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An empty classroom at a school in Vancouver on March 23, 2020.

JONATHAN HAYWARD/The Canadian Press

Parents and students on Canada’s West Coast can expect school life to better resemble the prepandemic era when classes resume this fall, complete with assemblies, competitive sports and field trips, but masks may still be mandatory inside and local public-health teams will still respond if clusters of COVID-19 break out on site.

B.C.’s Provincial Health Officer, Bonnie Henry, said at a press conference Thursday that enough of the population is vaccinated to allow this new approach when nearly 1,600 public schools reopen in September, but this transition will depend on the wider transmission of the virus in various communities. A decision on whether children in Grade 4 and older will have to continue wearing masks indoors will be made in the summer, she added.

“Things like field trips, we need to get back to those,” Dr. Henry said Thursday. “We know that some children learn best through things like music, or physical education, so we need to have those opportunities for all children to learn in the ways that works for them, and those are important parts of the school year.

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“So, yes, we see those coming back.”

Pandemic intensifies struggles for international students at Canadian schools

As well, British Columbia is scrapping its cohort system that restricted students in elementary and middle school to only coming in contact with groups of up to 60 other classmates, and high-school students in groups of up to 120. The tactic was put in place to minimize the risk of transmitting the virus and facilitate contact tracing. Still, Dr. Henry said, students must stay home if they are feeling sick and get tested if they have any COVID-19 symptoms.

She added that there will be a “heightened concern” if the virus starts to spread, but public-health teams would manage it as any other communicable disease such as influenza. Dr. Henry said some school activities may have to be temporarily suspended, the timing of classes could also be changed to prevent crowding in hallways, and students must keep constantly washing their hands.

Education Minister Jennifer Whiteside said at the same news conference that there will be $14.4-million in funding next school year for cleaning and disinfecting, hand hygiene for students and staff as well as improved ventilation. She said while some systems have been upgraded, some improvements still need to be made. Ms. Whiteside said the province will continue working with a committee that includes educators, parents and public-health experts to finalize plans over the summer.

More than half of people from the age of 12 to 17 in B.C. have received a first dose of vaccine, the Education Ministry said.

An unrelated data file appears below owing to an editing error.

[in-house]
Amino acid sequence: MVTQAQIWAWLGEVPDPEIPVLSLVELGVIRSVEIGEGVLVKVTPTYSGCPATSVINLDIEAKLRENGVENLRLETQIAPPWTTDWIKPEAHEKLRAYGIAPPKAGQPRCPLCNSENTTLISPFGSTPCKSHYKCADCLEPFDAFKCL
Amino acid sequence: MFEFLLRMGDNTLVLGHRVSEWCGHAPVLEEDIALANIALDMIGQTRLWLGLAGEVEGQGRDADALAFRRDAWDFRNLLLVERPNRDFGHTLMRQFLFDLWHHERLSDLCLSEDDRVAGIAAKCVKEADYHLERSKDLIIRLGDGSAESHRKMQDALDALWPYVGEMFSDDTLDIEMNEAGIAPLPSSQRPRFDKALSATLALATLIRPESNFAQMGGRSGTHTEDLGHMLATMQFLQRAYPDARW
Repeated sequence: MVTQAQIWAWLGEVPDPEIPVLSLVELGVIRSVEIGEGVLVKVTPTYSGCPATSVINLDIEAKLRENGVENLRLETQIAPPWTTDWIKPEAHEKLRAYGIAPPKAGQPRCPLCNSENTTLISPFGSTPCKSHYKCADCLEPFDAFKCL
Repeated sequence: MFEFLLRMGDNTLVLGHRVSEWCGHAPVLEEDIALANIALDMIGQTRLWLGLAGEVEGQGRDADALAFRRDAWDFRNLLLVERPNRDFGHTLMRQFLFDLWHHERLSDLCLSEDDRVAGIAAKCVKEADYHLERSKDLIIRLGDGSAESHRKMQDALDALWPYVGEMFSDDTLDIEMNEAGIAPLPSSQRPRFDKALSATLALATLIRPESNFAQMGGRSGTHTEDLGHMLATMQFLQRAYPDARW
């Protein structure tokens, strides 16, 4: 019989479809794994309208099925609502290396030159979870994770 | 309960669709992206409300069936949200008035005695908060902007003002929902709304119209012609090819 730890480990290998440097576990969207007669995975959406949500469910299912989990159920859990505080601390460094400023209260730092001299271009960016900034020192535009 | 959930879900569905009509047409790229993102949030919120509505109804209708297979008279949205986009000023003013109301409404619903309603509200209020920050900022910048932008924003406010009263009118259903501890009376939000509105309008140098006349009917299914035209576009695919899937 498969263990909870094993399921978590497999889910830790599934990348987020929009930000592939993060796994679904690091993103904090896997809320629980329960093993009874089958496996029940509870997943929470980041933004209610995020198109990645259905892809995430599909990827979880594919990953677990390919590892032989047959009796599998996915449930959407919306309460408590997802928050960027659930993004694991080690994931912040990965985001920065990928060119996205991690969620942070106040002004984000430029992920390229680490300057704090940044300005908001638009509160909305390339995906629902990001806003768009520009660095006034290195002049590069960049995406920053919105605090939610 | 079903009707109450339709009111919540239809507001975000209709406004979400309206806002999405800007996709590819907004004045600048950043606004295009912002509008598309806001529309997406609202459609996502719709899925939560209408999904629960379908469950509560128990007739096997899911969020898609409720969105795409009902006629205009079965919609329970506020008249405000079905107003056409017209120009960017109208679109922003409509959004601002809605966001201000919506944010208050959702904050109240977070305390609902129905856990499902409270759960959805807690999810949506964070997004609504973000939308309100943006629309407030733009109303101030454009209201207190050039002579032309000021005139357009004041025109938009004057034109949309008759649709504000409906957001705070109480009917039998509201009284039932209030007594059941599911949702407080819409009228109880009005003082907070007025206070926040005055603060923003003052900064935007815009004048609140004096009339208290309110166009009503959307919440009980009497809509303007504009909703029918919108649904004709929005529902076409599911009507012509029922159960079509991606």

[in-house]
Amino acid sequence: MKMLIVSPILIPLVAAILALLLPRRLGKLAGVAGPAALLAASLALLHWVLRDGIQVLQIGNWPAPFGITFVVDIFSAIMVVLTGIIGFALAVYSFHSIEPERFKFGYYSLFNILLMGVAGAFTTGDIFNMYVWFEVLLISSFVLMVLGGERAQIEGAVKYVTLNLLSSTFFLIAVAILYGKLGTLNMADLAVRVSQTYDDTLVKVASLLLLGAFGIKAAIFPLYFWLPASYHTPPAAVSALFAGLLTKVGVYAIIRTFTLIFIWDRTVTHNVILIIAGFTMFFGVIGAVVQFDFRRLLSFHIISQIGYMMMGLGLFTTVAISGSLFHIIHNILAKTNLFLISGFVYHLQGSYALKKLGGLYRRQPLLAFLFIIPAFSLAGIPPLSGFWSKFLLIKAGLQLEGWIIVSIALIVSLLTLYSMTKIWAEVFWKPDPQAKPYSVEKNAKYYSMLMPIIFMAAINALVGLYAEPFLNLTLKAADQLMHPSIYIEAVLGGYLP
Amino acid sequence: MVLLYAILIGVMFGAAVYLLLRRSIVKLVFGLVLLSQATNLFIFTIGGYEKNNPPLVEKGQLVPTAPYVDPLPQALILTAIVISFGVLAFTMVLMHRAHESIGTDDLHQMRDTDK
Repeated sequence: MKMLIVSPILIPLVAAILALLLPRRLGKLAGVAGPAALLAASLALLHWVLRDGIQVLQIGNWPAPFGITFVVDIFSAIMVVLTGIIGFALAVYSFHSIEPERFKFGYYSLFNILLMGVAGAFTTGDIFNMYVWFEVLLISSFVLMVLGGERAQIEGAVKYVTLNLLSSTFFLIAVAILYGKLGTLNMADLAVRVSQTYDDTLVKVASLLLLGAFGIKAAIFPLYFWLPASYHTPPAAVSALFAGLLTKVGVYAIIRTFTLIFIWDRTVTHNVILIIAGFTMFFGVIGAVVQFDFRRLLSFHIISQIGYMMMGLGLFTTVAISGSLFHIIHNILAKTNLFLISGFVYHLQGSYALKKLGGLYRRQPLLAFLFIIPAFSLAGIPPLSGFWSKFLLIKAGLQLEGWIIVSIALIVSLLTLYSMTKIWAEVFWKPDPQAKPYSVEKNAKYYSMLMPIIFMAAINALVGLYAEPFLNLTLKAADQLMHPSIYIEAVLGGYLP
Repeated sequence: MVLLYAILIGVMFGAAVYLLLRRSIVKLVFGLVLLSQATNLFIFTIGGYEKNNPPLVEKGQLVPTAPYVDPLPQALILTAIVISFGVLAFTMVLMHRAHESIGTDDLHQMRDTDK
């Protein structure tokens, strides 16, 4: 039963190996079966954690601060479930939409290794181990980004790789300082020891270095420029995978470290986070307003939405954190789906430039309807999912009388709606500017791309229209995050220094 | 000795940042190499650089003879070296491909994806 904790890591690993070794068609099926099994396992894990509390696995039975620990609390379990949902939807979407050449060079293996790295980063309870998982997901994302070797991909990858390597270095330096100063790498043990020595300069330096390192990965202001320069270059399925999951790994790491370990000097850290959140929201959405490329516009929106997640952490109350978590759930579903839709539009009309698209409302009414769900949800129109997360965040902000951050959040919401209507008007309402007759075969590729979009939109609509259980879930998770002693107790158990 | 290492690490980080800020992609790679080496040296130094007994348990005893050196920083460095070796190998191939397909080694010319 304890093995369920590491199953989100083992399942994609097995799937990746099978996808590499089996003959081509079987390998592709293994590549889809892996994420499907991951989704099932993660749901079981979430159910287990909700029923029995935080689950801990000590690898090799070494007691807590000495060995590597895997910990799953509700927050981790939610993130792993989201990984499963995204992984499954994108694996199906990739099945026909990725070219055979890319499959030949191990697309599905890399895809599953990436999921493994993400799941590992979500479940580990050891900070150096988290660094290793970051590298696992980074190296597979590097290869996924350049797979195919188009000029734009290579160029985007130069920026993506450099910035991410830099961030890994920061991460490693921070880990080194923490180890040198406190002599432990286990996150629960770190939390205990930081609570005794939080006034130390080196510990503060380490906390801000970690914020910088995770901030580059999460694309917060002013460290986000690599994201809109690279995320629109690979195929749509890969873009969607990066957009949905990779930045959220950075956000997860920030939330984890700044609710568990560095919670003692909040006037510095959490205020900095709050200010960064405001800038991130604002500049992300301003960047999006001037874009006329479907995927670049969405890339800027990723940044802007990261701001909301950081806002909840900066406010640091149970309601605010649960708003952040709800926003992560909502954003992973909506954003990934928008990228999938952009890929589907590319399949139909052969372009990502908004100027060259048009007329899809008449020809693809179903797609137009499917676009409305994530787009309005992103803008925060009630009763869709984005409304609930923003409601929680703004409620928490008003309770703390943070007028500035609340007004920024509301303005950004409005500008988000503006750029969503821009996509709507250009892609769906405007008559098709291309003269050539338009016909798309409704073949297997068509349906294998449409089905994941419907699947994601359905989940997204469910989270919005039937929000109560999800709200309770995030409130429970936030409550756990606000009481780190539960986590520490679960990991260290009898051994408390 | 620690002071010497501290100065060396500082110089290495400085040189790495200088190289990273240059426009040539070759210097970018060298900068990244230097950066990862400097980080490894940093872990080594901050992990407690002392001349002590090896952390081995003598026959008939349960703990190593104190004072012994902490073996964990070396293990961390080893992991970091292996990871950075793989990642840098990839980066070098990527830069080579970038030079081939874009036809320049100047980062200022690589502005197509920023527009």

Also on Thursday, Ontario’s Education Minister stated that his province will release its plans for the next school year in July.

Quebec announced its plans for the fall earlier this month, stating that students will no longer have to wear masks or be confined to bubbles consisting of their classroom as long as more people continue to get vaccinated and overall case counts stay low.

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Teri Mooring, president of the BC Teachers’ Federation, greeted the provincial plan’s with cautious optimism, noting she was pleased at the extra funding to continue buying protective gear and keep portable hand-washing stations in operation. She said the flexibility around certain rules is needed given the spread of the Delta or other variants and how many 12-to-17-year-olds will continue to get immunized.

“It’s wise to leave some of those decisions until August,” Ms. Mooring said.

Andrea Sinclair, president of the BC Confederation of Parent Advisory Councils, spoke at the news conference after Dr. Henry and said school districts will be prepared and flexible come September to meet “individual student needs, including acknowledging and addressing impacts from the pandemic on learning, mental health, and well-being.”

Experts across the country have warned of learning loss over the past year, and some students have fallen behind entire grade levels. Early interventions are required, they say, to ensure students’ future academic success and prevent the need for years of heavy investments by school districts to give these students extra instruction.

Alberta recently announced $45-million in new supports this fall for an estimated 50,000 of these students.

On Thursday, Ms. Whiteside in B.C. announced $5-million of the new funding will go toward mental health services, which she said she expects to include a combination of counselling supports and other student-led programs to help their peers grapple with these trying times.

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“School districts have done some very remarkable things with the funding that was already made available during this school year,” she said. “Whether it was in hiring additional child and youth workers. Or developing programs, in some cases peer programs where students could get involved in developing programs in conjunction with supporting their peers.”

With a report from The Canadian Press

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